Sunday, 16 May 2010
Its not to fancy, but not to shabby either, and it has a nifty little video bit on it so I can now bring you stuff like this.......
Please excuse the dodgy volume and shaking, this is the camera's first outing and I was very excited and of course I haven't read the de-strutions yet.
P.S yes I'm sorry I am one of those people with a tendency to talk to my dog in a baby voice sometimes
P.P.S so this is also the first video I've uploaded so if it doesn't play click on the youtube icon, you can tell I'm a rustic country girl with little grasp on technology can't you lol.
Saturday, 15 May 2010
image via flickr
I'd love one of these in my garden, but alas I have no room for one, instead I've been enjoying my neighbours tree. He's gone away for a week and left me in charge of watering his greenhouse and hanging baskets, this have given me a perfect opportunity to wander round his beautiful garden (he used to open for the ngs)and stand below his lilac tree and take deep breaths of its heavenly perfume. It over hangs his fence too so in the evening when I walk past it to go to the field to shut the chickens in for the night the scent is incredible.
Lilac trees have the most beautiful scent and the flowers are so pretty, tiny little star shaped blooms, grouped together in large panacles or cone like spikes that festoon the tree about now. There are different coloured varieties as well as the lilac lilac I love the white 'Madame lemoine', the dark pink 'red prince' and the beautiful 'sensation' which has purple flowers with a white edge to them.
I say lilac's a tree but its actually a shrub, my neighbour has grown his into a tree by allowing it to develop one main stem that has become a trunk. They grow to about 5/8 metres high so are well suited to smaller gardens. They like full sun and grow on most soil types but like it slightly on the alkaline side. Like all spring flowering plants they flower on last years wood so prune them after they've flowered. To increase the flowers and to keep the shape in check, prune out about a third of the branches each year after flowering. Or you can remove all the branch's at ground level bar one strong healthy one to encourage it to grow into a tree shape. Lilacs throw up suckers like no bodies business, and if you remove these carefully with some roots attached you can propagate lots more little plants. As most lilacs are grafted onto rootstock you might find the suckers are a different variety.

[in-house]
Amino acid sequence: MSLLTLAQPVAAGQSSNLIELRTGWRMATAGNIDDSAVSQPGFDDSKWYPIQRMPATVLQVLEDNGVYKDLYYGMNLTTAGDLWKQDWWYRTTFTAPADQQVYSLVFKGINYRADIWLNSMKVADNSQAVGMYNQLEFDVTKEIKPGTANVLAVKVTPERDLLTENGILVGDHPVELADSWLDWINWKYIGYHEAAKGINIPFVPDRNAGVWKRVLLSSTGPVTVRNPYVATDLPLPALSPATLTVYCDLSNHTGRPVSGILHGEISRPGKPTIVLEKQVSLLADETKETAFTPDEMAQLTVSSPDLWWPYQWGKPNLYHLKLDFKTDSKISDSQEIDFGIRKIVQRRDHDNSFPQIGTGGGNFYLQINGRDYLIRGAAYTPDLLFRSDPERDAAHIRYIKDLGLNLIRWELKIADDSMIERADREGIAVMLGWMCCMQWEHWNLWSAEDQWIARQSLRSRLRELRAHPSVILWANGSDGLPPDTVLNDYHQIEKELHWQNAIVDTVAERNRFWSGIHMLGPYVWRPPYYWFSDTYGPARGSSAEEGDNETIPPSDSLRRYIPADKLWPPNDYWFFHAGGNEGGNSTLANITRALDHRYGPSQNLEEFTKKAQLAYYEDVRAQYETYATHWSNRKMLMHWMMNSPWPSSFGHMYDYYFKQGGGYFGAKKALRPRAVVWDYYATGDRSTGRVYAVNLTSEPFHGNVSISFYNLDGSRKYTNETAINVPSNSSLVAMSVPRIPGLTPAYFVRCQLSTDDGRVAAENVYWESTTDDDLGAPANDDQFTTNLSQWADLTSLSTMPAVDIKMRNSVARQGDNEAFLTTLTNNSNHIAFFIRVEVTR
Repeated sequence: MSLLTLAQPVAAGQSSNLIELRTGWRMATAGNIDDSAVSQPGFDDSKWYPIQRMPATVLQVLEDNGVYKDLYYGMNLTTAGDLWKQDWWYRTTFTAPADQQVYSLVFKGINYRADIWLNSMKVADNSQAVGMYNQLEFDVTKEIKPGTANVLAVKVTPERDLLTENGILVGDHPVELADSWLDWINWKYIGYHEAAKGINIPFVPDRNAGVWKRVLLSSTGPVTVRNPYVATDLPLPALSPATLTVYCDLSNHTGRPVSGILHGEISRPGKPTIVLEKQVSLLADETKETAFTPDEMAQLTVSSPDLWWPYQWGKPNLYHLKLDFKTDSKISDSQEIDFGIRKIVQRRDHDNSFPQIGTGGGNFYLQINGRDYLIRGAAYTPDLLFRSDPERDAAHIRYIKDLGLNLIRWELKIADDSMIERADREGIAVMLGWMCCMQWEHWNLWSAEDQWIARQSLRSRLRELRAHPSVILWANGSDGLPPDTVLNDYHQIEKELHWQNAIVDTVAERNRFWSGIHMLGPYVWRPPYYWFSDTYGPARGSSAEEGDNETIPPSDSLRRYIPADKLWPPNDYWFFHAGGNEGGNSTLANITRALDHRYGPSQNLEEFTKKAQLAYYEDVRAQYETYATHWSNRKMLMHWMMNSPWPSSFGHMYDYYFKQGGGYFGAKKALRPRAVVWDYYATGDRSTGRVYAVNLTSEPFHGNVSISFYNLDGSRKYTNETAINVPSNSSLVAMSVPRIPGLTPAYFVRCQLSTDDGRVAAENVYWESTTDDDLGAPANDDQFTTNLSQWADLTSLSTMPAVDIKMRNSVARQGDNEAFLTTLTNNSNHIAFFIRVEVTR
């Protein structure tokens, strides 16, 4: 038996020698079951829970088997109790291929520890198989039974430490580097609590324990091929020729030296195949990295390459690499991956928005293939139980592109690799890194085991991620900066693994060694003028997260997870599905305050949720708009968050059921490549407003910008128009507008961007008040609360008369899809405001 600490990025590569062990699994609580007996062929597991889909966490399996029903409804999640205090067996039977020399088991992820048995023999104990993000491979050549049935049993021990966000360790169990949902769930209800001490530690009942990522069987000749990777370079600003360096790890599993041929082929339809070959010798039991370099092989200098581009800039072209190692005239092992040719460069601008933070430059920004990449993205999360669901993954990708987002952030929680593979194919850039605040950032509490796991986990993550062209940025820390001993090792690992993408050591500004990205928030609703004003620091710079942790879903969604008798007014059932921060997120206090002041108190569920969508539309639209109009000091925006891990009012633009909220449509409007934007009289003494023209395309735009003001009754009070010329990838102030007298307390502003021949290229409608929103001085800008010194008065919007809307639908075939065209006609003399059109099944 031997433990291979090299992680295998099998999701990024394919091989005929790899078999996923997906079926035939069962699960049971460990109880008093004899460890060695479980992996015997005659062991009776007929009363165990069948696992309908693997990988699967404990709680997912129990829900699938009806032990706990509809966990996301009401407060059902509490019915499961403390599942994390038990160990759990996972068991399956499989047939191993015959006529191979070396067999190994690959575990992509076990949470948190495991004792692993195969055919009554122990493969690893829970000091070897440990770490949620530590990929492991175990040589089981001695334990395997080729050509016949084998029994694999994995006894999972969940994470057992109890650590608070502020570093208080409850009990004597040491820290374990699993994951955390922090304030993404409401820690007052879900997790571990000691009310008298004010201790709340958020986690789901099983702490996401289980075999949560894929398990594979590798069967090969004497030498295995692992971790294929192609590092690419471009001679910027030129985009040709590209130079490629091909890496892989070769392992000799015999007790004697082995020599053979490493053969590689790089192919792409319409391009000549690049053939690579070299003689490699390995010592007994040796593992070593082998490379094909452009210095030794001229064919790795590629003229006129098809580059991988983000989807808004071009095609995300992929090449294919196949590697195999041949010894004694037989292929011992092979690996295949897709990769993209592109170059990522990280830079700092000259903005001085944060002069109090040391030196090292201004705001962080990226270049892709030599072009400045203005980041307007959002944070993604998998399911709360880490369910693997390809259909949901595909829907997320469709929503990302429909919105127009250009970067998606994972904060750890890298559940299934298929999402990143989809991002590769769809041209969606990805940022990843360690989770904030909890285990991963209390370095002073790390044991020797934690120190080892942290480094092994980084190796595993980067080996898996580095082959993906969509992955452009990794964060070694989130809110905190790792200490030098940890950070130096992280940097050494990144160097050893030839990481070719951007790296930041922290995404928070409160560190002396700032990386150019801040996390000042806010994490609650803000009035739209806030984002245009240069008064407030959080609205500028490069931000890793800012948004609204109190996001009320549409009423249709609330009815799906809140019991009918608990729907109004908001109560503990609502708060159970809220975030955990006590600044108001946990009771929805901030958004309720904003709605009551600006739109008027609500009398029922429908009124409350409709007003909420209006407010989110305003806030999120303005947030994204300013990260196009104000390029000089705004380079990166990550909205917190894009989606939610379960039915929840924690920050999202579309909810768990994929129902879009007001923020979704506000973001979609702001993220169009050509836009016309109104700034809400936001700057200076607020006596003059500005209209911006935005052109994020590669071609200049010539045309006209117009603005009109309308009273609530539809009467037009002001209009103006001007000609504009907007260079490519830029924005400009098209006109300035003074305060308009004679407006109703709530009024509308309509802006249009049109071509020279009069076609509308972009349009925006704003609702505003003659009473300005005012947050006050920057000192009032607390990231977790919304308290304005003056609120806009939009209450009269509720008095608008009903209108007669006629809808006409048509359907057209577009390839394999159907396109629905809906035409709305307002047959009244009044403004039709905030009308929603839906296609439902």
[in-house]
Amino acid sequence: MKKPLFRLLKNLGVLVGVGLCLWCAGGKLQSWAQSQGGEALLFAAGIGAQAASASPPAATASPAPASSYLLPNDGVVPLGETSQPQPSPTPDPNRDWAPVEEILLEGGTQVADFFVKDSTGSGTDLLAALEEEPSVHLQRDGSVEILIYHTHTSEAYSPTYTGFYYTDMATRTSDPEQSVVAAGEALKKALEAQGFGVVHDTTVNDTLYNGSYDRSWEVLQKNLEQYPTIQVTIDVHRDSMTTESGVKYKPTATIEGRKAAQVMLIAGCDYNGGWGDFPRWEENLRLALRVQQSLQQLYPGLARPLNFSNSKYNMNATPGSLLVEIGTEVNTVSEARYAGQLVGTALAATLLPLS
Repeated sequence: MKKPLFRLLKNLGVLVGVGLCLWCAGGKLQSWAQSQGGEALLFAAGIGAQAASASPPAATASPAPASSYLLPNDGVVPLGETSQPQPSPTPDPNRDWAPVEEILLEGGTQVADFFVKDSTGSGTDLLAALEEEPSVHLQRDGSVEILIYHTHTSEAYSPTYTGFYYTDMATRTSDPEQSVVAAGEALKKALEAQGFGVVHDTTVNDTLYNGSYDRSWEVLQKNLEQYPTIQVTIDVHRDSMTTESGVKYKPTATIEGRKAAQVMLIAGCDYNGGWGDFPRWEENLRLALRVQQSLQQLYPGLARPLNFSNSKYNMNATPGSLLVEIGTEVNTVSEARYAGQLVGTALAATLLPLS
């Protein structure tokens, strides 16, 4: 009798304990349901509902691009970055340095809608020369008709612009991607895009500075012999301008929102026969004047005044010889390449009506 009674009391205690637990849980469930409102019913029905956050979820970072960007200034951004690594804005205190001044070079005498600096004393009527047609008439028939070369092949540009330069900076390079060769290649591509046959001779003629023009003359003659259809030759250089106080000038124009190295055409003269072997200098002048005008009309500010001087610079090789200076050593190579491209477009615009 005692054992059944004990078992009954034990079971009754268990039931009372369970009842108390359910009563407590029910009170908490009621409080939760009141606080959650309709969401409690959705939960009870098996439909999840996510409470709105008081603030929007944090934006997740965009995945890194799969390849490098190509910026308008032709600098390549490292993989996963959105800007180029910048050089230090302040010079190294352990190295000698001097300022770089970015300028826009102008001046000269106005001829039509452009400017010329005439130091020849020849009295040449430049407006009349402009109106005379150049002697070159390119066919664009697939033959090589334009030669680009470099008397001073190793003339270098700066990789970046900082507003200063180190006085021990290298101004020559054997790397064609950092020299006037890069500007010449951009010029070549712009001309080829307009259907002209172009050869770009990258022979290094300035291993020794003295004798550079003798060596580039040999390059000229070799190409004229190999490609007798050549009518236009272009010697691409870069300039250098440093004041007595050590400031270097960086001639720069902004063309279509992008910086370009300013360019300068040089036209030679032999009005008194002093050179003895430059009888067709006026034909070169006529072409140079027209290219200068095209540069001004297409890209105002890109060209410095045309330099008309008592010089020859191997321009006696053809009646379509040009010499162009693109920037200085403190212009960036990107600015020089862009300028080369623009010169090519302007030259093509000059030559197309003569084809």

P.S thanks for all the wonky love, she really is a character and is loving being spoilt rotten, I even caught my husband sat with her on his lap feeding her corn from his hand.
Monday, 10 May 2010
Now I hate to say I have favourites but some chickens I have a little more fondness for than others (That's not to say I don't love them all) and I have a special place in my heart for this little lady
This is wonky, an unfortunate name I know I had planned on calling here Clementine or cinnamon but well wonky kind of stuck.
She is not the most prettiest of hen, she's very scruffy, had an outrageous lice infestation, her beak had been trimmed badly and was overhanging like a broken nail, she limps slightly and is lopsided (hence the name). But after a couple of days beauty therapy treatment, some dusting, a beak and claw trim and a bath she looked a lot better. she started laying eggs again with a week and bless her has laid everyday since. Now it wasn't her sorry looking condition that has made fall in love with her its her character. She is the sweetest of hens, she is a little bit simple and slow and gets picked on by cloud (my delinquent welsummer who was at the bottom of the pecking order) but she just bumbles along unfazed by pecks on the head. She has difficultly pecking at the grass (so I tear her little bits of and hand feed her), has a little bit of difficulty climbing the ramp to the house (so I often give her a hand). She follows me everywhere snuggles into my arms when I pick her up and makes the cutest little noises (unlike cloud whose vocals would scare a banshee).
I love little wonky she is truly a poppet. Her two sisters sugar and honey are also little sweeties too. I'm so glad I bought them and given them a happy home.